The air is replete with protests and indignation now, but forgiveness for DeShaun Watson’s alleged improprieties is only as distant as however long it takes him to throw a few touchdown passes and accrue a few victories.
Cleveland, OH – I might have taken the bait and been fruitlessly sucked into the histrionic hectoring over DeShaun Watson’s arrival as quarterback of the Cleveland Browns, if not for the sage insight of our estimable vice president.
Thankfully, her timely admonishment this week to elevate “the significance of the passage of time” as a personal priority prevented me from following Max, Skip, Shannon and Stephen A into the abyss of conversational irrelevance as Watson made his debut in orange – not an orange jumpsuit, mind you – on Friday afternoon.
The significance of the passage of time is indeed significant in Watson’s case – as a quarterback, not an alleged criminal – because not even F. Lee Bailey in his prime or Johnny Cochran when alive could have marshaled a better defense of public criticism for the Browns’ paying $230 million to an accused sexual predator than the significance of the passage of time.
You don’t need a Rolex, Timex, Cartier, Bulova, Movada or even Mick Jagger to tell you that Watson’s theme song as Cleveland’s franchise quarterback is that old Rolling Stones’ classic, “Time is on my side…yes it is.”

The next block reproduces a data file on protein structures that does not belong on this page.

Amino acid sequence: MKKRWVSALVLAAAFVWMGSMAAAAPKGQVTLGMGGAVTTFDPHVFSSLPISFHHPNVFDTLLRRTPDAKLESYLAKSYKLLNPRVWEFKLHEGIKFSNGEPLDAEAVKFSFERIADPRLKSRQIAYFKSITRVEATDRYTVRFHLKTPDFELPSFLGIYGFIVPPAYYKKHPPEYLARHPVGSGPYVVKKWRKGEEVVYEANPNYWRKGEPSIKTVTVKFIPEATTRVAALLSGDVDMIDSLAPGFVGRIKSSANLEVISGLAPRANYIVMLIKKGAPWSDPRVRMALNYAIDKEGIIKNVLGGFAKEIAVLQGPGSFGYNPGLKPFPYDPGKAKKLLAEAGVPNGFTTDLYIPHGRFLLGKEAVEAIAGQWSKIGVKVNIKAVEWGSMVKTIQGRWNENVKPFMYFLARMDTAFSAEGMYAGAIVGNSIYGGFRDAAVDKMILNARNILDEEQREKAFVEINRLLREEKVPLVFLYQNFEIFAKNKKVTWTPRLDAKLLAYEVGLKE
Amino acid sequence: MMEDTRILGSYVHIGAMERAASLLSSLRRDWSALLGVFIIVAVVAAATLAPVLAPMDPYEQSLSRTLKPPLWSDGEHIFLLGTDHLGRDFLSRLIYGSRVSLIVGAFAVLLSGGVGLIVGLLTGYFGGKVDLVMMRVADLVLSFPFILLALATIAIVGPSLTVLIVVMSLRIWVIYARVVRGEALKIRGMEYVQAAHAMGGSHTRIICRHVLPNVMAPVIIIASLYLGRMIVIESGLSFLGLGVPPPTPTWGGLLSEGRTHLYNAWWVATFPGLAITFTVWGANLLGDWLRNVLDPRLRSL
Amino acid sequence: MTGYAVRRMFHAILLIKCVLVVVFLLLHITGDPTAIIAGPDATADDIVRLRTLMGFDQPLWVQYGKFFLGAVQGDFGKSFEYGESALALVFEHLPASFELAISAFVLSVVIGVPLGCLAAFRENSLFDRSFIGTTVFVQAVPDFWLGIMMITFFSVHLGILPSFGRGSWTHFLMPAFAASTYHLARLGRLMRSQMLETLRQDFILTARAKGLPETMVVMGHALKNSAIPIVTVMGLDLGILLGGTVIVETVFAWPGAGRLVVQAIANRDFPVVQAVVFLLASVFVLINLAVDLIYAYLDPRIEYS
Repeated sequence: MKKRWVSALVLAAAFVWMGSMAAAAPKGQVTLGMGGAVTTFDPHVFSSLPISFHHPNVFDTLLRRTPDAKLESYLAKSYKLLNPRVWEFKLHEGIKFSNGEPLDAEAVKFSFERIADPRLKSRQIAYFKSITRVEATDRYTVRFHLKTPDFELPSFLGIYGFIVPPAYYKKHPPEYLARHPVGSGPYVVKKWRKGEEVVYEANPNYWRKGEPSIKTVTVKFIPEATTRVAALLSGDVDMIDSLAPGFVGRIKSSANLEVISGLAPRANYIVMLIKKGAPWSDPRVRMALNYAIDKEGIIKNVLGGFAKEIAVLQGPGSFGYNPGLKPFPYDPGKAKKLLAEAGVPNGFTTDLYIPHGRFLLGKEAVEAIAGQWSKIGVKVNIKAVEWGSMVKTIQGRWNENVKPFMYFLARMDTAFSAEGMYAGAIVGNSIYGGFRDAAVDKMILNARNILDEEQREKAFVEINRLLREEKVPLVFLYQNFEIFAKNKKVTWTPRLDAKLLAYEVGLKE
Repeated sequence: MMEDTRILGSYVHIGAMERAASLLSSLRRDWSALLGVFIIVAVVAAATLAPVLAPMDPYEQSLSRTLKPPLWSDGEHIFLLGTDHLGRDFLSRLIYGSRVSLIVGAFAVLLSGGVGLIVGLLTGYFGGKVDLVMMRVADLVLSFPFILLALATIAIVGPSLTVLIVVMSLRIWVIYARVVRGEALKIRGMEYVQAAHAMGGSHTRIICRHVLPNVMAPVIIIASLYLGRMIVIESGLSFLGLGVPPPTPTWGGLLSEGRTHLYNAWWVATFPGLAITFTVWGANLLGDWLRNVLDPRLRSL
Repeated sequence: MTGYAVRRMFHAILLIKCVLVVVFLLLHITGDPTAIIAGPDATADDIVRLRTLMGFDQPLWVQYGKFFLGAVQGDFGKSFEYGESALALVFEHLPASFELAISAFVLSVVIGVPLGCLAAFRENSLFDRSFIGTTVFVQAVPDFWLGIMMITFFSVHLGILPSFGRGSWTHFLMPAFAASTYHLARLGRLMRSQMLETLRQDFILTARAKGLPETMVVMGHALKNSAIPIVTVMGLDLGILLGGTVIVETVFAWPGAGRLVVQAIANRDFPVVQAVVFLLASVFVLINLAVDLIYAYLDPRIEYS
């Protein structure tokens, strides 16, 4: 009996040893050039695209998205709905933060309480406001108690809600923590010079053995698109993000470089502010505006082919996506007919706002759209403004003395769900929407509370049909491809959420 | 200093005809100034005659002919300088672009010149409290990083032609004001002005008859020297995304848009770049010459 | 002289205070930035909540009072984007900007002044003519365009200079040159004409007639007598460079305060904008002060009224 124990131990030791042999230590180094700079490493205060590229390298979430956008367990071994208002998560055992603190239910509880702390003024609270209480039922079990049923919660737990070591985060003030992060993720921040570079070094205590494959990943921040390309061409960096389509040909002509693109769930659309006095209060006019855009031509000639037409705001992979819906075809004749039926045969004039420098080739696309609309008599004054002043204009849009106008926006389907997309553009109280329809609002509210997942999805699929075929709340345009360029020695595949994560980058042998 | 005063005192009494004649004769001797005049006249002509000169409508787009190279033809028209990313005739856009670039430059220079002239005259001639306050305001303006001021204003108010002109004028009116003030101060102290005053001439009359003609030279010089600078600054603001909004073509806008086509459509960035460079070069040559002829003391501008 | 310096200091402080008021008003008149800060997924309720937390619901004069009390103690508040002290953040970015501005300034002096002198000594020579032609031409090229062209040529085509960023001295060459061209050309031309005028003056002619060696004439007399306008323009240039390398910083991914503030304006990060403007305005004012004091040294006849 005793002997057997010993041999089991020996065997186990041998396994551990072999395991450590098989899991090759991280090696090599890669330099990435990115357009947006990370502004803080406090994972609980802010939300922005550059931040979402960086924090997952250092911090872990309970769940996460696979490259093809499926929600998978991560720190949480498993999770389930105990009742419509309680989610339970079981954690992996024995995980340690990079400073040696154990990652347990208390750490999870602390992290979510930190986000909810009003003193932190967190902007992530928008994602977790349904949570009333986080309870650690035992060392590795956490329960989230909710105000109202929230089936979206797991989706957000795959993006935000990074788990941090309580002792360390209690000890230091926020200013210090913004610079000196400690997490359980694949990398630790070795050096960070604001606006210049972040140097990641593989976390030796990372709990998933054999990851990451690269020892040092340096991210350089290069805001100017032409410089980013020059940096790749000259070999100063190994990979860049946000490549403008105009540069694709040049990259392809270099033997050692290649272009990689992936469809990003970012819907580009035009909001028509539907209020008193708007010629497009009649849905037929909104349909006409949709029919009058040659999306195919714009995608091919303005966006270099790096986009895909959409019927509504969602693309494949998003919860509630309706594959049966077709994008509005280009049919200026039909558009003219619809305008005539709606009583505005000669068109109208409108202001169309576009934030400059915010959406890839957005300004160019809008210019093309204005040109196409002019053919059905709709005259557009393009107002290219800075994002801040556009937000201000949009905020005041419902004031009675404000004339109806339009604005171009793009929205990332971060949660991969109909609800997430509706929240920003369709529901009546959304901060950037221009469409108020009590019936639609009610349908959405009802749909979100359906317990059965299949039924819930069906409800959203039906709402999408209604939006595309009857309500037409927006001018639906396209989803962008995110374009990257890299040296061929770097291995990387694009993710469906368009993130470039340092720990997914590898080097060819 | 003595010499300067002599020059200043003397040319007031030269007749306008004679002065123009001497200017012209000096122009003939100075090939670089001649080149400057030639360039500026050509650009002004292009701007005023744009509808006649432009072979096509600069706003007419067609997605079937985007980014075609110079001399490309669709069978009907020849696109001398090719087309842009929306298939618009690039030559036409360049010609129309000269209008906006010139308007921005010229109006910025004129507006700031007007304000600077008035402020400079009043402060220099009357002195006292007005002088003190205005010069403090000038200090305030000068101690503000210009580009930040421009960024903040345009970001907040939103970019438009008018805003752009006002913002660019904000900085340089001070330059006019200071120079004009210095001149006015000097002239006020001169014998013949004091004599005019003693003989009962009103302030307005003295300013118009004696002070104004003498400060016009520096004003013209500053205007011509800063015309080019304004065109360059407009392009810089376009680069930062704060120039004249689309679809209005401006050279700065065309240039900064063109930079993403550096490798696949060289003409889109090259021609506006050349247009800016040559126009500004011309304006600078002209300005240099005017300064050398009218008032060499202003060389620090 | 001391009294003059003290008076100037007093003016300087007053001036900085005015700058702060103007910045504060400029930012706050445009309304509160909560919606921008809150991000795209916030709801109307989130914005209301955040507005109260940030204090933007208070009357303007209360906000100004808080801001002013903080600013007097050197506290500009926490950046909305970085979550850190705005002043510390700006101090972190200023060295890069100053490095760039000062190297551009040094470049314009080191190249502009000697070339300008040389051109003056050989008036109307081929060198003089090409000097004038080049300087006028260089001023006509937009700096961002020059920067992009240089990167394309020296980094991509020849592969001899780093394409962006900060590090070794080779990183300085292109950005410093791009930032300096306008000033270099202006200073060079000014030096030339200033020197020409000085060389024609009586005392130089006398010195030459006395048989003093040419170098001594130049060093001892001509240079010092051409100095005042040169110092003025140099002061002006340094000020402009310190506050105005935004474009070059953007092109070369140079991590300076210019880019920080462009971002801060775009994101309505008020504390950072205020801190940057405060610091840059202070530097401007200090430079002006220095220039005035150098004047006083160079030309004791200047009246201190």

Now if you haven’t been paying attention to Watson’s saga over the past year plus, you might have missed that he missed all of last season because his former team in Houston couldn’t bring itself to play someone accused of sexual assault by 22 different massage therapists.
Forgetting for the moment how unusual it is for a professional athlete to entrust their body – which must be meticulously cared for so it can function flawlessly and thus preserve his multi-million-dollar earning potential – to random massage therapists rather than one he trusts enough to employ like he does a driver, personal assistant, chef, tailor, sports psychologist…um, what were talking about?
Sorry, that’s a waste of some pretty significant passage of time…which, by the way, the Browns apparently did not do in vetting Watson so they could proudly – albeit it almost apologetically and very quietly and extremely respectfully – introduce Watson as their QB of the future.
Even if you didn’t know about Watson’s travails in Houston and his forced inactivity – from the football field, anyway – last season you surely know how rare it is for the Browns to have a quarterback worth celebrating.
Since re-entering the NFL as an expansion team in 1999, they’ve been searching for a competent quarterback with the desperation of a man trapped on a desert island surrounded by salt water seeking an ice-cold bottle of DeSani.
The Browns have tried No. 1 overall picks (Tim Couch, Baker Mayfield), first-round picks (Brady Quinn, Brandon Weeden, Johnny Manziel), other-round picks (Charlie Frye, Colt McCoy, Cody Kessler, DeShone Kizer), free-agent signees (Jeff Garcia, Jake Delhomme, Josh McCown, Robert Griffin III) and journeymen hangers-on (Seneca Wallace, Bruce Gradkowski, Trent Dilfer, Tyrod Taylor).